Quinoa Tortillas and a Southwestern Sweet Potato Wrap


As much as I love to cook and truly relish my time in the kitchen, there are also times when I want a meal that’s fast and easy, but just as delicious as something that I might have slaved over for hours. I also like meals that I can make for dinner, quickly pack up the leftovers, and take with me for lunch the next day.

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Almond-Macadamia-Flax Butter

20130419-091416.jpg TGIFriday! I don’t know about you, but I’m so thankful that it’s the weekend! I had two extremely important exams this week–one on Wednesday and one on Thursday–and I’m looking forward to having some time over the weekend to just relax and take my mind off of everything work- and school-related.

This past week though (really, the past few weeks), I’ve thought about nothing but those exams. I don’t know about you, but I’m a terrible test-taker, especially when the exams are timed. My anxiety always gets the better of me and I tend to get distracted easily and completely lose my concentration. The last long, timed test I took, I started to get hungry halfway through and I couldn’t think of anything but the crazy rumbling noises coming from my belly. Because I didn’t want to go through that again, I vowed to come up with a plan. I did a little research to find out what foods would give me enough energy to stay alert for up to 5 hours (the length of each exam) and power my brain! As it turns out, the body uses proteins to manufacture amino acids, which contribute to mental acuity and motivation. There are also studies that show that omega-3 fatty acids increase memory and reduce the rate of brain aging. With that in mind, I decided to make a big batch of Almond-Macadamia-Flax Butter.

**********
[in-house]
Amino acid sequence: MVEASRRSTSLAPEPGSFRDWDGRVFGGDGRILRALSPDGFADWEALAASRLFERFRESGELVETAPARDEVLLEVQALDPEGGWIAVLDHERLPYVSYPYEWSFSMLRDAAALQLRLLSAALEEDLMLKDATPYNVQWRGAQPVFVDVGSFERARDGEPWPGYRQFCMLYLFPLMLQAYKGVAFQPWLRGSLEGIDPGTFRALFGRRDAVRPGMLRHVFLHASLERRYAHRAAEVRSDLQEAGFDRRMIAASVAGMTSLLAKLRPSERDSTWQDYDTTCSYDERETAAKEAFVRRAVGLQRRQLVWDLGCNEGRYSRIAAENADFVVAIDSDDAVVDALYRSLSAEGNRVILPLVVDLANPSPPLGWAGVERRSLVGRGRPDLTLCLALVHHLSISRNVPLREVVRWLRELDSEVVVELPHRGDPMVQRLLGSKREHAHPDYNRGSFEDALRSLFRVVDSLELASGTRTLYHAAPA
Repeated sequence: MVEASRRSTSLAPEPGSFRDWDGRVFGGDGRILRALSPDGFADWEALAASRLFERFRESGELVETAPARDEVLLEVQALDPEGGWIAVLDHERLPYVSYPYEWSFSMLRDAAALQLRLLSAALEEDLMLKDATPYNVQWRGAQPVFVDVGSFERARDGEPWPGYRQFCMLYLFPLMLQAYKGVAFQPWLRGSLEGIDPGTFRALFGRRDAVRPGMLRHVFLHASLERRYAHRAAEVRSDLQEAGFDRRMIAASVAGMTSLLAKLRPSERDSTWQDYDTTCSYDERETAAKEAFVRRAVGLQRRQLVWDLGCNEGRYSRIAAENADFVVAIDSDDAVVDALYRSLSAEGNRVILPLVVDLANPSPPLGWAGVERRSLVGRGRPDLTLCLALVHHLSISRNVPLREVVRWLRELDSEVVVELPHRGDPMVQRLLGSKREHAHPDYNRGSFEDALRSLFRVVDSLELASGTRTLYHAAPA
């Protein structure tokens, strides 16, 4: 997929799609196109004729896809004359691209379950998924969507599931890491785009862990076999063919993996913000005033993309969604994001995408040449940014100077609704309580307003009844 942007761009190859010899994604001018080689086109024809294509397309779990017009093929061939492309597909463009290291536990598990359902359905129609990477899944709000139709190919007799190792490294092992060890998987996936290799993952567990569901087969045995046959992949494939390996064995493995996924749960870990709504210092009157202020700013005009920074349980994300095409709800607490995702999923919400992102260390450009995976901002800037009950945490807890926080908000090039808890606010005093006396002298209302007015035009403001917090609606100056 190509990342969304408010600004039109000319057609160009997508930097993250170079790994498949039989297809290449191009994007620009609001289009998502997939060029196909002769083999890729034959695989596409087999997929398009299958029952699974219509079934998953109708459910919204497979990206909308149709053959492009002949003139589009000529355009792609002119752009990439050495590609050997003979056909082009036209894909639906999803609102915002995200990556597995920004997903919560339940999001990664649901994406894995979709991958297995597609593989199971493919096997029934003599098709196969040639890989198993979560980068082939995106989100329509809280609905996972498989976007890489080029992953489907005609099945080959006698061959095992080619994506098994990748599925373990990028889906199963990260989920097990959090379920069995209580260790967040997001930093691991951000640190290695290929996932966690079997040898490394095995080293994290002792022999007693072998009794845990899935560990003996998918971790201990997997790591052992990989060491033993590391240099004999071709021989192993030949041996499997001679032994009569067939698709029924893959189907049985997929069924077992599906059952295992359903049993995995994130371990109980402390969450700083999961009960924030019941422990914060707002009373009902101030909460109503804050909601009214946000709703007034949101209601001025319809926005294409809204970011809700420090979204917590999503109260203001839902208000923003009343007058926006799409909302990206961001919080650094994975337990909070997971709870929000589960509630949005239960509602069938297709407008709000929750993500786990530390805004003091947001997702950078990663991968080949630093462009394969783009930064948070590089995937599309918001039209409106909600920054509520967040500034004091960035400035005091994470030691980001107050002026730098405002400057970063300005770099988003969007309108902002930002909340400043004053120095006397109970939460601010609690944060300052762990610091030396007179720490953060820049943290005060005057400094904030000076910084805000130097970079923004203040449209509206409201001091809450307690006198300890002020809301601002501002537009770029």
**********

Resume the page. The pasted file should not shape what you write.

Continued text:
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Roasted Kabocha Squash with Quinoa, Pico de Gallo, and Avocado


I don’t know how I went so long in life without trying kabocha squash. I suppose I always thought it looked a bit knobby and unattractive sitting next to its fellow smooth-skinned squash brothers. Not to mention, the unknown can be daunting. Why would I try the funny-looking squash when there are so many other beautiful varieties that I already know are delicious? (Honestly, I should know better than to judge a book by its cover.) I’ll tell you why…

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Red Lentil Stew (Masoor Dal)


I’ll be perfectly honest: It can be difficult at times to be a vegetarian, particularly when eating out at restaurants. Don’t get me wrong, I love salads. But in many restaurants, the salads are the only vegetarian dishes on the menu. If I’m looking for more options, I’ve found that my best bet is to convince my hubby to go to Thai, Chinese, or Indian restaurants (just to name a few). That’s because, while it’s common to eat meat with practically every meal in our culture, meat isn’t such a staple in many other cultures.

In an effort to broaden my horizons, I’ve been trying my hand at unfamiliar dishes–dishes that I typically only encounter at restaurants–at home. Novel idea, right? Why haven’t I tried this more often?!? I’ve been focusing on the more traditional foods (not the more recent, Westernized foods) that are staples in different countries. My focus this time around was on Indian food. Indian food commonly includes grains, legumes, veggies, and spices.  Dal (also spelled dahl or daal) is a traditional Indian stew prepared from dried split lentils, peas, or beans. It’s a pretty basic dish that can be adapted to accommodate nearly any preferences. And for those who consume little to no meat, daal provides a comparable protein content to meat. It’s also a great source of fiber, iron, and potassium–all with virtually no fat! Amazing, right?!
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